And he doth sin, that doth belie the dead,
Not he, which says the dead is not alive.
Yet the first bringer of unwelcome news
Hath but a losing office; and his tongue
Sounds ever after as a sullen bell,
Remember'd knolling* a departing friend.
BARD. I cannot think, my lord, your son is dead.
Mor. I am sorry, I should force you to believe
That, which I would to Godt I had not seen:
But these mine eyes saw him in bloody state,
Rend'ring faint quittance, a wearied and out-breath'd
To Harry t Monmouth; whose swift wrath beat down
The never-daunted Percy to the earth,
From whence with life he never more sprung up.
(*) Quarto, tolling. (+) First folio, heaven. (1) First folio, Henry. • Rendring faint quittance,-] Quittance here means requital, as in “Henry V.” Act II. Sc. 2:
" And shall forget the office of our hand,
Sooner than quittance of desert and merit.”
In few,a his death, (whose spirit lent a fire
Even to the dullest peasant in his camp,)
Being bruited once, took fire and heat away
From the best temper'd courage in his troops :
For from his metal was his party steeld;
Which once in him abated, all the rest
Turnd on themselves, like dull and heavy lead.
And as the thing that's hcavy in itself,
Upon enforcement, flies with greatest speed,
So did our men, heavy in Hotspur's loss,
Lend to this weight such lightness with their fear,
That arrows fled not swifter toward their aim,
Than did our soldiers, aiming at their safety,
Fly from the field. Then was that noble Worcester
Too soon ta'en prisoner ; and that furious Scot,
The bloody Douglas, whose well-labouring sword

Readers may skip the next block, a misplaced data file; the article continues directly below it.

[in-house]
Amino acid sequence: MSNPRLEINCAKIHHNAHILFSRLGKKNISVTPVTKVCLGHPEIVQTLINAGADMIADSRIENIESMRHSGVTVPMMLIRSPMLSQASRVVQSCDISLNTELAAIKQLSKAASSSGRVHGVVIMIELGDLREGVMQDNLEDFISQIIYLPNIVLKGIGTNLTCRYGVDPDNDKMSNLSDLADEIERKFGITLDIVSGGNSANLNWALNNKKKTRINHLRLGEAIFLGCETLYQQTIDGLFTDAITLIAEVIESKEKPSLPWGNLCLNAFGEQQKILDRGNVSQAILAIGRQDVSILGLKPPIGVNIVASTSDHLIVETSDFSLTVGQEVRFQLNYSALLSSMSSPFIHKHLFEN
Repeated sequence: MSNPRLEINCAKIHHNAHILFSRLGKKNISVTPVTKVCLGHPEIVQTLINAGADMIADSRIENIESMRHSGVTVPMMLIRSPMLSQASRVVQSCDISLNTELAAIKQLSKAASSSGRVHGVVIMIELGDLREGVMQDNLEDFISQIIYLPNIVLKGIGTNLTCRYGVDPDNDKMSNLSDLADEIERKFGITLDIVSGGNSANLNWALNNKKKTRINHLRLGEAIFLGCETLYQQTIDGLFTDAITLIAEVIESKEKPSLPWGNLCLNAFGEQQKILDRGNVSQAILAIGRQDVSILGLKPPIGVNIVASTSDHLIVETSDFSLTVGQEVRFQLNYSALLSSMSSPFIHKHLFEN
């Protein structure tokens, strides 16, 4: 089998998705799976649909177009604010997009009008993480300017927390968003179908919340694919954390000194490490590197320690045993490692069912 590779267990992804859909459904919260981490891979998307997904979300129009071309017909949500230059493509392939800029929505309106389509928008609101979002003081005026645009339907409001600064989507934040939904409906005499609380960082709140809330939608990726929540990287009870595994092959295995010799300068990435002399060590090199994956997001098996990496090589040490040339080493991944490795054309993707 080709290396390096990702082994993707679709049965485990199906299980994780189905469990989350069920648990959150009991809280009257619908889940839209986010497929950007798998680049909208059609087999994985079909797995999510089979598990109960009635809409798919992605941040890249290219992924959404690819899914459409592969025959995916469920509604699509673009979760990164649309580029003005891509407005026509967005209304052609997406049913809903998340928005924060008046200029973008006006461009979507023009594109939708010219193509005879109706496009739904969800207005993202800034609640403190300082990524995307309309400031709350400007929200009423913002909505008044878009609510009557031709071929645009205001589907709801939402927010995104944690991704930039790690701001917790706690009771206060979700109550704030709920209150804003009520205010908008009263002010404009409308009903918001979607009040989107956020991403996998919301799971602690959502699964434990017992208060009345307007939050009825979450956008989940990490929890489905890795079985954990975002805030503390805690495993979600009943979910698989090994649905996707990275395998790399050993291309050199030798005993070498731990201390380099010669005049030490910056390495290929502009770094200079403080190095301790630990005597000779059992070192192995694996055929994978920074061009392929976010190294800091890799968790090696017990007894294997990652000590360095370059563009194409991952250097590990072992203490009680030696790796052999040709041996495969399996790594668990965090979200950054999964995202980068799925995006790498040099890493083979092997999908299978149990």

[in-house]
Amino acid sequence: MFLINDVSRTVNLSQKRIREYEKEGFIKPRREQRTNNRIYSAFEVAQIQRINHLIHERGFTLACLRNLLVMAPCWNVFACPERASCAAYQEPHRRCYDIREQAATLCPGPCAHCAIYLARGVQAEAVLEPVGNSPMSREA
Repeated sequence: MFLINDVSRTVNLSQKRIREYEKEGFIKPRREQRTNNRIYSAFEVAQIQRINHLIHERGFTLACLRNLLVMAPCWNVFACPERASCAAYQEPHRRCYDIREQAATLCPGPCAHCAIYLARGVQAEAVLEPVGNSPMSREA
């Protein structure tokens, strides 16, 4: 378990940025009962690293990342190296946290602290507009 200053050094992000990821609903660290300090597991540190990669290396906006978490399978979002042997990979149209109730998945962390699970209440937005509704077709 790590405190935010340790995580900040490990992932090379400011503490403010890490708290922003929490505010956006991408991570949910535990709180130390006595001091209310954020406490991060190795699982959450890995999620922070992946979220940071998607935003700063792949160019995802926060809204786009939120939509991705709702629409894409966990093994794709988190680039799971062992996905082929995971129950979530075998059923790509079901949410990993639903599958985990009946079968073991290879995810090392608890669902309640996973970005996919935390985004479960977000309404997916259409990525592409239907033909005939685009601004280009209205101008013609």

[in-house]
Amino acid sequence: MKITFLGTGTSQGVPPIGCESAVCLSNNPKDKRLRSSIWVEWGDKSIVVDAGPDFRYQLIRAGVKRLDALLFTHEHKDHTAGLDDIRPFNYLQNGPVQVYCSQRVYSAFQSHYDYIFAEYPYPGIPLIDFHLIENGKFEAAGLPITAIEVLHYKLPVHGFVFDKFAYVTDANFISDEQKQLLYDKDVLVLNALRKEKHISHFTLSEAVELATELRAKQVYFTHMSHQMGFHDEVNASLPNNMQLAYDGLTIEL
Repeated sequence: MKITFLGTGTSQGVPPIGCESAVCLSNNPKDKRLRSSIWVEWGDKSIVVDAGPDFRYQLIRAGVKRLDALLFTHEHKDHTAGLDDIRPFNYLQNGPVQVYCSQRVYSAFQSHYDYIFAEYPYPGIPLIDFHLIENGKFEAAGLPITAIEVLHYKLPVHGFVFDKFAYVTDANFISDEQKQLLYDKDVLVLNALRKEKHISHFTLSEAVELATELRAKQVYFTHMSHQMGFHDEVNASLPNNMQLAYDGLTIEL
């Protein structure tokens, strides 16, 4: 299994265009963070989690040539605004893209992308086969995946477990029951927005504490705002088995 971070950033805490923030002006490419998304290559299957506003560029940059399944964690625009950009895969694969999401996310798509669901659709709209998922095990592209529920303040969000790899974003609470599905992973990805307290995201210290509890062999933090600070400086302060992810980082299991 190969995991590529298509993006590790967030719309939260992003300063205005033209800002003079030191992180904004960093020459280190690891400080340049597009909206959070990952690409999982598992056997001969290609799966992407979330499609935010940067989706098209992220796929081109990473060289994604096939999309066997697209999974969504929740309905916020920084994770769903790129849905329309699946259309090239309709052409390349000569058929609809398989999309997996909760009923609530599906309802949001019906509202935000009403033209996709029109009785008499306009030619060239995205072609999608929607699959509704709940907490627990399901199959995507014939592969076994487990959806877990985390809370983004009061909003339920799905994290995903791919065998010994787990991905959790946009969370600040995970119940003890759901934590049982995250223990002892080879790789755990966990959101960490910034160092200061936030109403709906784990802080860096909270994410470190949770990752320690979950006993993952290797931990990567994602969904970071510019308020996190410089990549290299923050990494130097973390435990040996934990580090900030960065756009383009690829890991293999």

Had three times slain the appearance of the king,
'Gan vail his stomach, and did grace the shame
Of those that tun'd their backs; and, in his flight,
Stumbling in fear, was took. The sum of all
Is,—that the king hath won; and hath sent out
A speedy power, to encounter you, my lord,
Under the conduct of young Lancaster,
And Westmoreland: this is the news at full.
NORTH. For this I shall have time enough to mourn.
In poison there is physic; and these * news,
Having been well, that would have made me sick;
Being sick, have in some measure made me well:
And as the wretch, whose fever-weakend joints,
Like strengthless hinges, bucklec under life,
Impatient of his fit, breaks like a fire
Out of his keeper's arms; even so my limbs,
Weaken'd with grief, being now enrag'd with grief,
Are thrice themselves: hence therefore, thou niced crutch;
A scaly gauntlet now, with joints of steel,
Must glove this hand: and hence, thou sickly coif ;
Thou art a guard too wanton for the head,
Which princes, flesh'd with conquest, aim to hit.
Now bind my brows with iron; and approach
The ragged’ste hour that time and spite dare bring,
(*) First folio, this. • In few,– [That is, in short, in a few words. So in “The Tempest,” Act I. Sc. 2:
To frown upon the enrag'd Northumberland!
Let heaven kiss earth! Now let not nature's hand
Keep the wild flood confin'd! let order die !
And let this* world no longer be a stage,
To feed contention in a lingering act,
But let one spirit of the first-born Cain
Reign in all bosoms, that, each heart being set
On bloody courses, the rude scene may end,
And darkness be the burier of the dead !
TRA. This strained passion doth you wrong, my lord."
BARD. Sweet earl, divorce not wisdom from your honour.
Mor. The lives of all your loving complices
Lean on your health ; the which, if you give o'er
To stormy passion, must perforce decay.ba
You cast the event of war, my noble lord,